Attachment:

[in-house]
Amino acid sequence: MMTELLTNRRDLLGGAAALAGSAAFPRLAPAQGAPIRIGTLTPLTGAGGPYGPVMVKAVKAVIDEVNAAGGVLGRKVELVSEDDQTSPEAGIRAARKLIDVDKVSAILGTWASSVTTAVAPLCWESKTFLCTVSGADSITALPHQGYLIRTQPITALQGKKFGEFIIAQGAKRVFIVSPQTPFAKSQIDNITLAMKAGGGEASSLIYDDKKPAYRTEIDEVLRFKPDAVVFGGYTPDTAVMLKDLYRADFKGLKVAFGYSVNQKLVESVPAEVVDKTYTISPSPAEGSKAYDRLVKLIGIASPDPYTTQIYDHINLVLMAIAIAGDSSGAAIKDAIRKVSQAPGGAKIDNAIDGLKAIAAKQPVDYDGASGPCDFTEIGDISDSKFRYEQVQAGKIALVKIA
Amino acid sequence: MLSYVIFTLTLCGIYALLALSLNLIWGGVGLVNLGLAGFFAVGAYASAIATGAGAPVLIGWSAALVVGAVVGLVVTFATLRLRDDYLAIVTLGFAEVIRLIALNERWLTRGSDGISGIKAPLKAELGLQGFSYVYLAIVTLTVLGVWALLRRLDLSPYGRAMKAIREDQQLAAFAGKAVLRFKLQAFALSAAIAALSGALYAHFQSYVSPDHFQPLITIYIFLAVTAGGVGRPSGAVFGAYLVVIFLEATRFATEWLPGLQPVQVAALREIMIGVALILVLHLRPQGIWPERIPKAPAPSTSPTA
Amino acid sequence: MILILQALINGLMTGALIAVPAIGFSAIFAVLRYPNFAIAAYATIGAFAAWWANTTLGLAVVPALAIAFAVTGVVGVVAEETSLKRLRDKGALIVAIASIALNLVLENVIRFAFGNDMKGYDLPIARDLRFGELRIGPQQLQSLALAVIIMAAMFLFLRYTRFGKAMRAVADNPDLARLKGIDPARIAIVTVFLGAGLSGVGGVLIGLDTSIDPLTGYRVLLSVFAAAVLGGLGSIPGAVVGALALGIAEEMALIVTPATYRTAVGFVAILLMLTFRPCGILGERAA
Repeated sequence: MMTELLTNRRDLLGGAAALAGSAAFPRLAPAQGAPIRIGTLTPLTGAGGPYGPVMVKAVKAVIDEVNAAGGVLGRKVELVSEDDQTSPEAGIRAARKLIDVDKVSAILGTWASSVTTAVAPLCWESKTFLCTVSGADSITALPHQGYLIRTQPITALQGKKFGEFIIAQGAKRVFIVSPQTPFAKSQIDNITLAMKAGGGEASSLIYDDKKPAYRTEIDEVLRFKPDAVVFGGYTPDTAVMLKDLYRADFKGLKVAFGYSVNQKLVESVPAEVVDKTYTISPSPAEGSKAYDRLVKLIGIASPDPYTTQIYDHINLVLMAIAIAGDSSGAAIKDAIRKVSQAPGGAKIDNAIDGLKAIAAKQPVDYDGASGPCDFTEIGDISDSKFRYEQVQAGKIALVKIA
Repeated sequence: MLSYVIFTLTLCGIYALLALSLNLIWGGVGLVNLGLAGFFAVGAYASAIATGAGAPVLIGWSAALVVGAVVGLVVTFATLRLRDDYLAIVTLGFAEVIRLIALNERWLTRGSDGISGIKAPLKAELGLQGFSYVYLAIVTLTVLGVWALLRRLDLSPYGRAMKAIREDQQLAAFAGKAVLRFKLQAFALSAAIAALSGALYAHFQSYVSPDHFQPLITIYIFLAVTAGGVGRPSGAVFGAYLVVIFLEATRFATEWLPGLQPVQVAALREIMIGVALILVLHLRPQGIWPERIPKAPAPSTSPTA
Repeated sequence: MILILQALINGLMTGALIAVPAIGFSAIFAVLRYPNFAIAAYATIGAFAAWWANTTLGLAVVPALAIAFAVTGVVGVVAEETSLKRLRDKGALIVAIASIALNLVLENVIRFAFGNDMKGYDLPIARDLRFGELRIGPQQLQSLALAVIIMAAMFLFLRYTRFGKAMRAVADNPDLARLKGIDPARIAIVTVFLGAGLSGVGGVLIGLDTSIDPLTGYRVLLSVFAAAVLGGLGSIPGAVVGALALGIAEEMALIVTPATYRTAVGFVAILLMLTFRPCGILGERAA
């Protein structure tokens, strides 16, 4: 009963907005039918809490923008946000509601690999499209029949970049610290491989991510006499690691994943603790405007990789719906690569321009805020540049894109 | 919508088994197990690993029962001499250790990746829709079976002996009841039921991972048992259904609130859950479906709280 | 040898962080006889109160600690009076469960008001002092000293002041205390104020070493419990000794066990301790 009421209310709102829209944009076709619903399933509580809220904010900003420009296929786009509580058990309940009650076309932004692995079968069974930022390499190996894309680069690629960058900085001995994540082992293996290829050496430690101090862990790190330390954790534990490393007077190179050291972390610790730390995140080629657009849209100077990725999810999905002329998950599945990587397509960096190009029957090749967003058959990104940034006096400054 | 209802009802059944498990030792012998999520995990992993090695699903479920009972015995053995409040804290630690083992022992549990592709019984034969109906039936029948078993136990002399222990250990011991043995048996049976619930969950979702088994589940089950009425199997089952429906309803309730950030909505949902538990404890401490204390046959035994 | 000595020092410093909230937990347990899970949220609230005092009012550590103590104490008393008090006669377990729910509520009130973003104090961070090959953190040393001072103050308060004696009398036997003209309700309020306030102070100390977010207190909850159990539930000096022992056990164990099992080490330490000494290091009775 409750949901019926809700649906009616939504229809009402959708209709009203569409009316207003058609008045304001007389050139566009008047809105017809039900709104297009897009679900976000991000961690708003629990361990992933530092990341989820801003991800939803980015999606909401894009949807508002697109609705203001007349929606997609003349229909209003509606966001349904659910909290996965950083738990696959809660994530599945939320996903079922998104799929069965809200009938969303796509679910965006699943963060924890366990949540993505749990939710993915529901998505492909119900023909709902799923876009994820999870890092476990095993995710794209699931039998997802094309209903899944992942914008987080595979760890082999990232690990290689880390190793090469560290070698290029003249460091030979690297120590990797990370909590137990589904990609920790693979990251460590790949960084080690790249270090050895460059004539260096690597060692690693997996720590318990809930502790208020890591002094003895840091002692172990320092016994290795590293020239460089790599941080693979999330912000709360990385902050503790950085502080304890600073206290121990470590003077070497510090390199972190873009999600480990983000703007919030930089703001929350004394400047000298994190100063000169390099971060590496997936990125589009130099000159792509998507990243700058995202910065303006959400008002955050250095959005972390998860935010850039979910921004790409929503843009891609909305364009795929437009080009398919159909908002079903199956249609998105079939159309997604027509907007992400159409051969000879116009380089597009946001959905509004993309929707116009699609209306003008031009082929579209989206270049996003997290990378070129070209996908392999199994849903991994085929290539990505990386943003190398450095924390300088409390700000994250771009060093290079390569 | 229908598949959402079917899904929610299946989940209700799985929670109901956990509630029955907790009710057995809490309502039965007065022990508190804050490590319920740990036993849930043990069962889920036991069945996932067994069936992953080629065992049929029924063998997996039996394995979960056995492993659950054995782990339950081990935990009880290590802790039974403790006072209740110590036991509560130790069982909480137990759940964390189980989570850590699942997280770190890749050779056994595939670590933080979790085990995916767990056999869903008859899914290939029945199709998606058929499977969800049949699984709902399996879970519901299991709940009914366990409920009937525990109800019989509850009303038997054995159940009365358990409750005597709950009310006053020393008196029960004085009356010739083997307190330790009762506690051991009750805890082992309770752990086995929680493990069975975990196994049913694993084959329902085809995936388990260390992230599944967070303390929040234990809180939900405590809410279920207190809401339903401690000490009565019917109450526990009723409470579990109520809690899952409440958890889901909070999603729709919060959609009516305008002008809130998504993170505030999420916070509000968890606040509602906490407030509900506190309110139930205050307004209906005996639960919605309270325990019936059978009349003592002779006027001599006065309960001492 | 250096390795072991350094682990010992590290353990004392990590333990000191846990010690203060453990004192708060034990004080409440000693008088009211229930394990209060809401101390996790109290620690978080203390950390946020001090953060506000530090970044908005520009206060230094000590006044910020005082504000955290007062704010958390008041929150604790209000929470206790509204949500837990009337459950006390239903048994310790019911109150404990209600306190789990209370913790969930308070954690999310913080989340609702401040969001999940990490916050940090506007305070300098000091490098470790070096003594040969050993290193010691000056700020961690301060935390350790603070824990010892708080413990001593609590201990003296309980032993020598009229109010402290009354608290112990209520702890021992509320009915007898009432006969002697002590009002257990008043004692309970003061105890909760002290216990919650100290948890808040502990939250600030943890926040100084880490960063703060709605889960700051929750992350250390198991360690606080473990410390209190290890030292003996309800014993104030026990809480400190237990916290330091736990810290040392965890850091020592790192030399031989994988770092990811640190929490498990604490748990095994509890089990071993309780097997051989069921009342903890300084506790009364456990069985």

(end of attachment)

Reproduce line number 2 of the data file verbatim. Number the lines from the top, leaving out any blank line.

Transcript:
Amino acid sequence: MMTELLTNRRDLLGGAAALAGSAAFPRLAPAQGAPIRIGTLTPLTGAGGPYGPVMVKAVKAVIDEVNAAGGVLGRKVELVSEDDQTSPEAGIRAARKLIDVDKVSAILGTWASSVTTAVAPLCWESKTFLCTVSGADSITALPHQGYLIRTQPITALQGKKFGEFIIAQGAKRVFIVSPQTPFAKSQIDNITLAMKAGGGEASSLIYDDKKPAYRTEIDEVLRFKPDAVVFGGYTPDTAVMLKDLYRADFKGLKVAFGYSVNQKLVESVPAEVVDKTYTISPSPAEGSKAYDRLVKLIGIASPDPYTTQIYDHINLVLMAIAIAGDSSGAAIKDAIRKVSQAPGGAKIDNAIDGLKAIAAKQPVDYDGASGPCDFTEIGDISDSKFRYEQVQAGKIALVKIA